highs. If we’re lucky, our parents will get to enjoy their senior years with grace and contentment.
Unfortunately, longer lives also equate to an increasing number of health issues as well as the loss of some privileges we take for granted.
When aging parents need some extra support and assistance, the additional responsibility
often requires little extra time and effort at first. But the responsibilities can become more demanding as time goes on, eventually reaching the point at which we find ourselves assuming the role of our parents’ parent.
This role reversal is often an emotionally and physically demanding experience for
The initial problems are usually practical in nature. Can you take time off from work to
drive your mother to the doctor’s office? Can your husband take the kids to
school in the morning so you can make sure your parents have everything they
need for the day? Is there someone in the neighborhood you know who can look in
on them from time to time?
Of course, these problems are compounded if you fall within the so-called “sandwich
generation,” in which you not only find yourself parenting your parents but still have children of your own living at home as well.
Then, sometimes slowly and sometimes quickly, the emotional difficulties begin to
surface — feelings that result from the awareness of our parents’ mortality,
watching them suffer, and the problems that often arise when dealing with other
members of the family regarding these issues.
Coping with aging parents often leads to a multitude of feelings and reactions, including
stress, sadness, frustration, depression, anxiety, fear, anger, and even resentment. You may feel guilty or trapped juggling numerous responsibilities and demands.
If left unaddressed, these feelings can threaten your health, your marriage, your job,
your relationships with friends and family members, and your financial security.
So, what do you do?
Communication and Planning
The only away to avoid, or at least minimize, issues before they occur is to begin
communicating as early as possible. Ask your parents how they’d like to be cared
for if and when they’re no longer capable of taking care of themselves. Find out
what products they use, what they like to eat, whether they prefer showers or
baths, and even if they’d prefer to be cremated or buried.
Conversations about these and numerous other concerns should be had well before your parents are incapable of making these choices and before strong emotions can interfere with their decisions.
You also need to be conscious and considerate of the fact that your parents may not
welcome your help, or want it at all. For most of your life, your parents have been the authority figures in your life… they’ve been your parents. If you suddenly start
involving yourself in their affairs, you may find they don’t appreciate it.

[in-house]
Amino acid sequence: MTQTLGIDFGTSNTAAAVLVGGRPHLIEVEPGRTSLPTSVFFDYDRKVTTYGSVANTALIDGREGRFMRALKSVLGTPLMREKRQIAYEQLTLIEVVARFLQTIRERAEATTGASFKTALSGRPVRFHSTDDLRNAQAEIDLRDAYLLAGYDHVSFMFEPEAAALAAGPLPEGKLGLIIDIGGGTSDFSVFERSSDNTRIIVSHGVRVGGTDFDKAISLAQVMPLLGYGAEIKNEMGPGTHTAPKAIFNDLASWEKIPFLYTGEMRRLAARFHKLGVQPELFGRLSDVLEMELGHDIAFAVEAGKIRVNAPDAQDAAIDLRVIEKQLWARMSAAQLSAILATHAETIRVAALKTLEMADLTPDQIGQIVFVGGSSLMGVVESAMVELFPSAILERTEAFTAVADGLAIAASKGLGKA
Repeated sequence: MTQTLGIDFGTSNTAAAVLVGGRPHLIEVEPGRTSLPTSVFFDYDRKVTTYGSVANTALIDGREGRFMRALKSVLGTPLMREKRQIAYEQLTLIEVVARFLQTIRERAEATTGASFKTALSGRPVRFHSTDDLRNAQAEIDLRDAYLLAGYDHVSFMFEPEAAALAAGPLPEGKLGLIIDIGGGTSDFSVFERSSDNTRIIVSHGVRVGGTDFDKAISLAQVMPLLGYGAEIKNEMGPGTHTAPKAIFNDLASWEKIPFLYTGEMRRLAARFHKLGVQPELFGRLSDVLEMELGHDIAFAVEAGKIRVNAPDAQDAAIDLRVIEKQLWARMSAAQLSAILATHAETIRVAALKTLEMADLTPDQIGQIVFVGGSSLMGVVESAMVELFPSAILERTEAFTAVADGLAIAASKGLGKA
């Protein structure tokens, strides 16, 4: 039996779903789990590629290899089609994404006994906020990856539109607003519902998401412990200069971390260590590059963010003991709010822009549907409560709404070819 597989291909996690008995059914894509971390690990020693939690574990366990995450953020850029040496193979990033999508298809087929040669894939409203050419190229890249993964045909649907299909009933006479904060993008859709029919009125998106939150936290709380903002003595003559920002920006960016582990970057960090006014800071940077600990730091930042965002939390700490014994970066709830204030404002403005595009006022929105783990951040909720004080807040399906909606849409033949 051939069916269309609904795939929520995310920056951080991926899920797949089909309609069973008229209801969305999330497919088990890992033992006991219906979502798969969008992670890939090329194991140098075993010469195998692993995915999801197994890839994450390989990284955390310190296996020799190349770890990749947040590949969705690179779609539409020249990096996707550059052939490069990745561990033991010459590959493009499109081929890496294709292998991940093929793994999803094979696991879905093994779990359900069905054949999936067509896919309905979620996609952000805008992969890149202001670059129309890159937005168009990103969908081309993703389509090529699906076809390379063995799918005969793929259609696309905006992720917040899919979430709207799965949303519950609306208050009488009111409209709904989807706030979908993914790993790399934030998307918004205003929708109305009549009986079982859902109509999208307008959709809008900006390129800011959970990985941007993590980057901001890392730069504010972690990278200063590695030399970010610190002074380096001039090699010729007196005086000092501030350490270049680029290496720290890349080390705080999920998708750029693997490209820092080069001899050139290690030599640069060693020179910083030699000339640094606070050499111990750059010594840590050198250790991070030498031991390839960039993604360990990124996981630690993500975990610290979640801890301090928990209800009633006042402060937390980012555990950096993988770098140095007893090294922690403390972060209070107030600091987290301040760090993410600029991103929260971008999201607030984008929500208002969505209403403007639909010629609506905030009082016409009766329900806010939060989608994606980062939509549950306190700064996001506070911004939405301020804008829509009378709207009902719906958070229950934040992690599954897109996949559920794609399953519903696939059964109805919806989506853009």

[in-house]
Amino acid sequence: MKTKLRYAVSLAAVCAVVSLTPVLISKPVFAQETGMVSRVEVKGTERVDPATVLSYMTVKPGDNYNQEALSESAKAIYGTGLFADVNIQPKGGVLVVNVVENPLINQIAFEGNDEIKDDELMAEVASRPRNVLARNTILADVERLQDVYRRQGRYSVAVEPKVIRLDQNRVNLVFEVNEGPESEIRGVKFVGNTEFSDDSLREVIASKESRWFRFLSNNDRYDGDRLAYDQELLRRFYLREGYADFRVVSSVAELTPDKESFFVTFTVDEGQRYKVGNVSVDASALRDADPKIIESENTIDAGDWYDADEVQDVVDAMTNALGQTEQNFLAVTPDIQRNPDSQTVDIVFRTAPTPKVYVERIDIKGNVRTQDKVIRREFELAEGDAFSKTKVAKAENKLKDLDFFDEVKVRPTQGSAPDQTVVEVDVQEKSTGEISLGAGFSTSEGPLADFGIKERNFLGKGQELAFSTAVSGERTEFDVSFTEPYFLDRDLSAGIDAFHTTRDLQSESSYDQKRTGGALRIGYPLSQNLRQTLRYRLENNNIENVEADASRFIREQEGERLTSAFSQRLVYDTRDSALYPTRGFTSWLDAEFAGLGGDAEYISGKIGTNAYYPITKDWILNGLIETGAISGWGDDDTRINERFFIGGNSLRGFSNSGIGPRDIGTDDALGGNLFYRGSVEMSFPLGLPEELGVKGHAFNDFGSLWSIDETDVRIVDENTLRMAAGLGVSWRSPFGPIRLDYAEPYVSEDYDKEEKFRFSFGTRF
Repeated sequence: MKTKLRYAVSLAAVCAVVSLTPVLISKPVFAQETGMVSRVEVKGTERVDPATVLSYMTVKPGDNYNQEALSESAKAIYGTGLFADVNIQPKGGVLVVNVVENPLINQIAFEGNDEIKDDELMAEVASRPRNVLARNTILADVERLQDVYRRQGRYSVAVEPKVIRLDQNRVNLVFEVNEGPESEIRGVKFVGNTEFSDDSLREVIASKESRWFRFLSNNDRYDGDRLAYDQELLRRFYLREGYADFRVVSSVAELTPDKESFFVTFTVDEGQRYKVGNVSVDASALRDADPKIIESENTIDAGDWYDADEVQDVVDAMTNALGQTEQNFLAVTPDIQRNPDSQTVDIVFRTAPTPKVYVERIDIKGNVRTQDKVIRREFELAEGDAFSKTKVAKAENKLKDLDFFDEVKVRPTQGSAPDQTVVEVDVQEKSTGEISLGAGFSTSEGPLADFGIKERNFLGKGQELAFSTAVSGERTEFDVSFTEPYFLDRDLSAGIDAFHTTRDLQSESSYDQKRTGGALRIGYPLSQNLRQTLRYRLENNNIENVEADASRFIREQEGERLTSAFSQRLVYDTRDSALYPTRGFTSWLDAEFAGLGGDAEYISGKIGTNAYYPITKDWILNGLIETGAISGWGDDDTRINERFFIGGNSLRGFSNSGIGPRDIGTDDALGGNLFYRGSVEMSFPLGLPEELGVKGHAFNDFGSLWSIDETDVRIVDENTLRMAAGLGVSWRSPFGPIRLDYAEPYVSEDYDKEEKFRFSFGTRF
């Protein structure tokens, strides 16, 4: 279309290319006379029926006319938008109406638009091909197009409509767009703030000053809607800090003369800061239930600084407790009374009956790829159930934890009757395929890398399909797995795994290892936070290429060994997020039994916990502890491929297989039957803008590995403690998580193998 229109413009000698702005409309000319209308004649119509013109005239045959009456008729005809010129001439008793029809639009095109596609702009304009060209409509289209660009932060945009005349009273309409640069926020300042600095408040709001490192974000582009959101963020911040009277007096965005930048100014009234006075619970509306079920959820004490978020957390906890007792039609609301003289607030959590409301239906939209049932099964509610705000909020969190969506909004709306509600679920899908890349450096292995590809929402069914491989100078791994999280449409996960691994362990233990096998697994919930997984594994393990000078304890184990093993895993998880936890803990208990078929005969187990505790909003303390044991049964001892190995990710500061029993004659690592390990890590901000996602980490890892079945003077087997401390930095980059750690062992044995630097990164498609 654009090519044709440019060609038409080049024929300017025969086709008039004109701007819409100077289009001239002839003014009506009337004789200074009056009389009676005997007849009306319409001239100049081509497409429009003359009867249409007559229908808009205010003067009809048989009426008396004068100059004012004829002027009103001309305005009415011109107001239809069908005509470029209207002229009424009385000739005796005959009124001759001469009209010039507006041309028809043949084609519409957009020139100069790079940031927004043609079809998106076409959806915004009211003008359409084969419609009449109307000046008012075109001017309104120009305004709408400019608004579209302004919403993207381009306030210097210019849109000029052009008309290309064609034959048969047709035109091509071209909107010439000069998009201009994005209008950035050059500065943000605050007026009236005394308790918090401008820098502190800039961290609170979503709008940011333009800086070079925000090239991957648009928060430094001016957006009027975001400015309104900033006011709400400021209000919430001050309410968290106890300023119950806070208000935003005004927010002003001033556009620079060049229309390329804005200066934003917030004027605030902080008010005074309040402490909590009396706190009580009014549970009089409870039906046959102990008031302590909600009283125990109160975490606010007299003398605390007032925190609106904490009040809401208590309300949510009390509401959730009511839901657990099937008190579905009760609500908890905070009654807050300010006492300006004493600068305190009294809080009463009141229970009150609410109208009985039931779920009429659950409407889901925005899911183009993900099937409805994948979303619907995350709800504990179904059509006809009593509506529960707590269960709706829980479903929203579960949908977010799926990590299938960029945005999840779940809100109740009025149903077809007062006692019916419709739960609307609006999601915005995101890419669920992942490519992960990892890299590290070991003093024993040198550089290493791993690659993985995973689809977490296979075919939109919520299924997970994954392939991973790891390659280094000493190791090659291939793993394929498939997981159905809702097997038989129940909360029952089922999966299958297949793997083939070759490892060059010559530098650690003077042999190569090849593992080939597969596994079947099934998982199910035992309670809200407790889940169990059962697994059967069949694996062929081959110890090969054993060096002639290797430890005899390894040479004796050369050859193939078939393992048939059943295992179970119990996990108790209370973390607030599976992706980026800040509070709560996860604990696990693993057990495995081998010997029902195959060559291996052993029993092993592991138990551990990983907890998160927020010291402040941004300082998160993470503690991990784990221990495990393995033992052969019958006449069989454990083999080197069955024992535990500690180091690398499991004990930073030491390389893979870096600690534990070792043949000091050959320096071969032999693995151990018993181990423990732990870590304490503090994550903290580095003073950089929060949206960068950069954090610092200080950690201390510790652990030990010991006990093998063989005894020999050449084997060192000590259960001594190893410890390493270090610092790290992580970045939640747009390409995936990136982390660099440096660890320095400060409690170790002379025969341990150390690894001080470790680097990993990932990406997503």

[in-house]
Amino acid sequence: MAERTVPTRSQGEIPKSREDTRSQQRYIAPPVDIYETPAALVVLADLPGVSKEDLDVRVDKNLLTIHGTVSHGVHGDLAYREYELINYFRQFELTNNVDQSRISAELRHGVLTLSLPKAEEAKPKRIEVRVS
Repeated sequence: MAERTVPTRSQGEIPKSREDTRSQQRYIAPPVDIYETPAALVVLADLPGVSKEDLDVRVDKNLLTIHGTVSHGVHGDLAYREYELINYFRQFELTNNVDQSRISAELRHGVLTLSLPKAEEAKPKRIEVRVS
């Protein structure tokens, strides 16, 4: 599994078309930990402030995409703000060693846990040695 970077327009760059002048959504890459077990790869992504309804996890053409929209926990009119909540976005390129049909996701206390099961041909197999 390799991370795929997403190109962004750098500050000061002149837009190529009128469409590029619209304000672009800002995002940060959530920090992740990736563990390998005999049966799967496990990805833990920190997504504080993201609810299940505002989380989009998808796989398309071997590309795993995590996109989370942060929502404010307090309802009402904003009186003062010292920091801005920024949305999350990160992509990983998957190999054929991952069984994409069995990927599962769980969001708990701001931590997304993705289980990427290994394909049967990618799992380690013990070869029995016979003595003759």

For their sake and your own, the best, and sometimes the only, choice available is to make
sure your parents know you love them and are only concerned for their health and
Having siblings and others to help assist with logistics and go through the process can
provide a great deal of relief.
That having been said, while we’d all like help from our sisters, brothers and spouses, it’s
unlikely all family members will share the burdens equally. And, if one sibling finds that her or she is the predominant caregiver for aging parents, it’s likely to add tension to an already strained situation.
If you find you’re lacking a support network, or if your adult siblings disagree with you,
discourage you, undermine your efforts, resent your requests for help, or refuse
to provide care for your aging parents, finding a licensed counselor or therapist to work with can be extremely valuable.
A professional counselor or therapist who specializes in helping people cope with
aging parents can help you successfully adapt to and cope with your new role as
well as work with you to resolve problems you’re having coordinating care with
other family members.
Always remember, you’re not alone. These issues are becoming increasing common in our
society. If you feel like you need help, look for it and ask for it.
Regardless of the duration of the commitment required, the responsibilities of caring for
aging parents can cause a variety of issues for those who bear them and is
likely to change the roles, feelings, and responsibilities within your family.
It can be a confusing and complicated time for all involved.
If you’re struggling to care for aging, seeking professional counseling may be the best
thing you can do.
Counseling can help you resolve feelings of anger and guilt, work with your spouse to make
decisions about who does what, and navigate tensions that arise with siblings
about who provides care, how, and how often.
You’re not the first person to deal with aging parents and the feelings associated with
this challenging process, and you’re definitely not alone. Ask for help. If you
cannot get help from other family members, get it from anti-aging books, support
groups, a professional counselor, or anywhere else it’s available.
Developing successful strategies to deal with these changes will help both your parents and
you make this life transition with ease, grace, and most importantly, dignity.